In its Greek roots oligarchy literally means “rule by the few.” In English the word can carry the same meaning, but it also has a meaning specific to Russia and other countries that succeeded the Soviet Union:
: one of a class of individuals who through private acquisition of state assets amassed great wealth that is stored especially in foreign accounts and properties and who typically maintain close links to the highest government circles
The World Health Organization uses Greek letters (alpha, beta, gamma, delta) to designate variants of the COVID virus. In November 2021, it used omicron, the 15th letter of the Greek alphabet, to name the most recent version of the virus. That variant became one of the most widespread forms of COVID in 2022.
Major spikes in lookups accompanied a surge in cases in early January, and following reports in November that the omicron booster was not significantly more effective than the older vaccines.
Endemic, used to describe a disease that is constantly present in a particular place, increased 874% in January.
Lookups for codify increased 193% for the year in 2022, driven by the Supreme Court’s decision to overturn Roe v. Wade on June 24th.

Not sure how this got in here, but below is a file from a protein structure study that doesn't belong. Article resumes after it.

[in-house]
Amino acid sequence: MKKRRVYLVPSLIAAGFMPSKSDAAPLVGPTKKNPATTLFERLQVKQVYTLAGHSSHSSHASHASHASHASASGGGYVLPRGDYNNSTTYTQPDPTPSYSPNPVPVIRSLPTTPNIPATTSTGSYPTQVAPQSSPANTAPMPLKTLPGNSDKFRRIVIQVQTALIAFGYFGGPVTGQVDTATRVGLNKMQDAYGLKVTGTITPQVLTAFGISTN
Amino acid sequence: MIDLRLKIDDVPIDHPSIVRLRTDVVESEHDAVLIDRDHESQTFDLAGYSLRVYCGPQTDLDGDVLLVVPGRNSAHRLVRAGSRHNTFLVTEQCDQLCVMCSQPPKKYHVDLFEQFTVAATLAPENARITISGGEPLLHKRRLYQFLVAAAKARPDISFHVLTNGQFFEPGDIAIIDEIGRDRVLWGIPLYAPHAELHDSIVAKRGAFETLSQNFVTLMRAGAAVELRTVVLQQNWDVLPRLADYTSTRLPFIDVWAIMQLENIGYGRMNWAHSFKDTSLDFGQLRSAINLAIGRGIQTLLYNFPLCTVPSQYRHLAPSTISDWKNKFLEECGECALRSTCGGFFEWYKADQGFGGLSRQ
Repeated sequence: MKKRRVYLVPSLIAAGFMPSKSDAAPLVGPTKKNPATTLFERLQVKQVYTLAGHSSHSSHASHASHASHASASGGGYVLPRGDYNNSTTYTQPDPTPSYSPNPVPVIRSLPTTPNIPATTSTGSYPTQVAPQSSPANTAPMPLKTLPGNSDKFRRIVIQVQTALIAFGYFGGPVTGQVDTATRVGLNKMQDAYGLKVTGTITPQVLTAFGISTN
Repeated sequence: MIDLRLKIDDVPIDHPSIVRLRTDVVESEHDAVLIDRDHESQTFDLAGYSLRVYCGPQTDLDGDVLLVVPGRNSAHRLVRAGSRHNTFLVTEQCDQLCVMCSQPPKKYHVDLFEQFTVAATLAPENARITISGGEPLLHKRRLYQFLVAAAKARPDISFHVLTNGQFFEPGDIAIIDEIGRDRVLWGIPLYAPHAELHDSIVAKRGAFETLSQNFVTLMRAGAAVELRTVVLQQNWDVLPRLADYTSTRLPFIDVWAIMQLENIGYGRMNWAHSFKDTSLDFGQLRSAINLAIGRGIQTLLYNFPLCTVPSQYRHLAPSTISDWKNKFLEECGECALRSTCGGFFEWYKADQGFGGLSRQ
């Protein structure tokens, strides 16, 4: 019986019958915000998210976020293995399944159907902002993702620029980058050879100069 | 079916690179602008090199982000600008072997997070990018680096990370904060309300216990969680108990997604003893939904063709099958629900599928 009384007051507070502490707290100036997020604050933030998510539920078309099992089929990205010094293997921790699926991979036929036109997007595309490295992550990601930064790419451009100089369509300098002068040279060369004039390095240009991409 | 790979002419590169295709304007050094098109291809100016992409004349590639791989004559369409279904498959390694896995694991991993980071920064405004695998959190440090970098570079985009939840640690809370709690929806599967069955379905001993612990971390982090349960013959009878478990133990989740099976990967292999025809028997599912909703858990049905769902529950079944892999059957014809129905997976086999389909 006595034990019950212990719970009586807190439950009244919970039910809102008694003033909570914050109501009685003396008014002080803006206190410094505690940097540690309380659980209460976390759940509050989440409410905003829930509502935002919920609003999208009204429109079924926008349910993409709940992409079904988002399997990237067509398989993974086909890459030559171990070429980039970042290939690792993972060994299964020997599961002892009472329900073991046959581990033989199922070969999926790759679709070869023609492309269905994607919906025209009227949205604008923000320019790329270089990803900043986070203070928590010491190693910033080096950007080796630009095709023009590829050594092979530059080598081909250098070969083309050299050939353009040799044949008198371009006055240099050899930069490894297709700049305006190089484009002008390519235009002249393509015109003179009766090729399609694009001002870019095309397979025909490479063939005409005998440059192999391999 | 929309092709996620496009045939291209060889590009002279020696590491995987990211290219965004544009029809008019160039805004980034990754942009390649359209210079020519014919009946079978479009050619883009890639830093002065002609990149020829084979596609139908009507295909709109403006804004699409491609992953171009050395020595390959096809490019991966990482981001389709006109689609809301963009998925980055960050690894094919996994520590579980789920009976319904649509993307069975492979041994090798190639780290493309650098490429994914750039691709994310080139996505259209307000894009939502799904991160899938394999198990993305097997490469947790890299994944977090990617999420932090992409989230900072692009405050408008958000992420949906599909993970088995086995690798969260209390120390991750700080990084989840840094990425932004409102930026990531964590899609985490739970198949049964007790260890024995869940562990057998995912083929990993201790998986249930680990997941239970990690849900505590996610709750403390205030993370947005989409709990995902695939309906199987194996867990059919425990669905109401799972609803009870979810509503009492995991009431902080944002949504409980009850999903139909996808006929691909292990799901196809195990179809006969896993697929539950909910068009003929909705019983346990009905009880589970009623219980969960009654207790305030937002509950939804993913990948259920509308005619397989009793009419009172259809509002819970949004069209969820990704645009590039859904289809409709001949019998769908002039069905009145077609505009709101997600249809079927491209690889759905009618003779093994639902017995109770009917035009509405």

Codify refers to a process by which Congress can make laws; the word literally means “to make a code” with code here essentially a synonym of “law.” Code ultimately comes from the Latin word codex, meaning “trunk of a tree,” referring to documents on wooden tablets.
There were several notable spikes in lookups of codify:
May 3 (leak of the draft of the Dobbs v. Jackson decision): 5347%
June 24 (the decision announcement): 1293%
June 30 (President Biden’s endorsement of ending the filibuster in order to codify the right to abortion): 8304%
We also saw spikes in other lookups connected to this story: abortion lookups were higher in June, and both take for granted and mercurial, used to describe Chief Justice John Roberts, were higher in May.